Parker now appeals two parts of the district court's decision. Obviously, Parker does not attack the court's conclusion that he was disabled from June 1984 to September 1984, and the government has not interposed a challenge to that part of the court's opinion. Rather, Parker maintains he was disabled for three months prior to the commencement of that period and that he has been continuously disabled since September 1984, the end of the closed disability period. We may not overturn the Secretary's contrary conclusions, however, unless there is no substantial evidence to support such findings. Kirk v. Secretary of Health and Human Services, 677 F.2d 524 (6th Cir.1981).


The basis of Parker's benefits claims is disabling pain; he does not contest the Secretary's conclusion that he is not entitled to benefits for any other reason. Because his case was pending before the Secretary after October 9, 1984, and because the Secretary's final decision was issued prior to January 1, 1987, Parker's claim is governed by the temporary standard codified in 42 U.S.C. 423(d)(5)(A). In Duncan v. Secretary of Health and Human Services, 801 F.2d 847 (6th Cir.1986), this court interpreted this statutory standard as requiring that a claimant first produce objective evidence of an underlying medical condition. The claimant must then show either that objective medical evidence confirms the severity of the alleged pain arising from the condition or that the objectively-established condition is of such severity that it can reasonably be expected to produce the alleged disabling pain. Id. at 853.


Clearly, Parker has adequately proven the existence of an underlying medical condition. This dispute, though, is about whether the medical evidence confirms the severity of the pain which Parker alleges he is in. After reviewing the record, we believe there is substantial evidence to support the Secretary's conclusions that Parker was not disabled prior to June 1984 and has not been disabled since September 1986.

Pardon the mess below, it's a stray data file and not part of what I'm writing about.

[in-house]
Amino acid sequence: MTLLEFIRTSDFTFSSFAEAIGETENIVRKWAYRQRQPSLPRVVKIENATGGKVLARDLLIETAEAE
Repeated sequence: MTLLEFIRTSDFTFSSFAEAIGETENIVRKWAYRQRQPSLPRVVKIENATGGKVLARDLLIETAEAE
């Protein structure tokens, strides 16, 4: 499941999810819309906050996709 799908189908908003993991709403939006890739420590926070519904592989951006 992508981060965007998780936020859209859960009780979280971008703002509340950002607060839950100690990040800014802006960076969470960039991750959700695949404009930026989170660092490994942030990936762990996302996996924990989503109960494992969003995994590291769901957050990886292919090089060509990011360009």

With respect to the period of March 1984 to June 1984, Parker argues that, because the accident which caused his back injury occurred on March 1, the disability period should begin on that date rather than on June 27, the date of the surgery. Parker contends that the district court's choice of the latter date was erroneous because the disabling pain did not arise at the time of the surgery, but rather can be traced to the accident which eventually necessitated the surgery.


This argument is unavailing. Merely because Parker experienced disabling back pain following an operation to correct a condition which stemmed from a prior accident does not establish that he was disabled since that accident. Moreover, in light of the posture of this case, Parker must not only produce independent evidence that he was disabled before the operation, he must also persuade us that there is insufficient evidence to support the Secretary's contrary conclusion. Ample evidence in the record, though, shows that the condition of Parker's back progressively deteriorated during the relevant time period. Therefore, there is sufficient evidence to support the Secretary's finding that Parker was not disabled from March 1984 until June 1984, and we must uphold that conclusion.


We also believe there is sufficient evidence to support the Secretary's view that Parker has not been disabled since September 1986. Parker emphasizes that the administrative law judge found his subjective complaints about the allegedly-disabling pain to be credible, and Parker relies on Dr. Love's conclusion that he was disabled. Neither argument is persuasive.


While an administrative law judge's assessment of a witness' credibility is an important factor to consider, we must defer to the Appeals Council's conclusions if they are supported by substantial evidence. Mullen v. Bowen, 800 F.2d 535 (6th Cir.1986). Here, the Appeals Council decided to reverse the administrative law judge's decision because it believed that the objective medical evidence did not confirm Parker's subjective complaints. Because there is ample objective medical evidence in the record to support that decision, we must uphold it.


Similarly, the Secretary is not bound by a doctor's legal conclusion that a claimant is disabled. Houston v. Secretary of Health and Human Services, 736 F.2d 365 (6th Cir.1984). Here, the Appeals Council concluded that Dr. Love's medical findings did not support his vocational assessment. Again, because there is substantial evidence to support the Secretary's conclusion that objective medical evidence did not confirm Parker's subjective complaints, we must uphold that finding.


Accordingly, the district court's decision granting Parker a closed period of disability is hereby affirmed.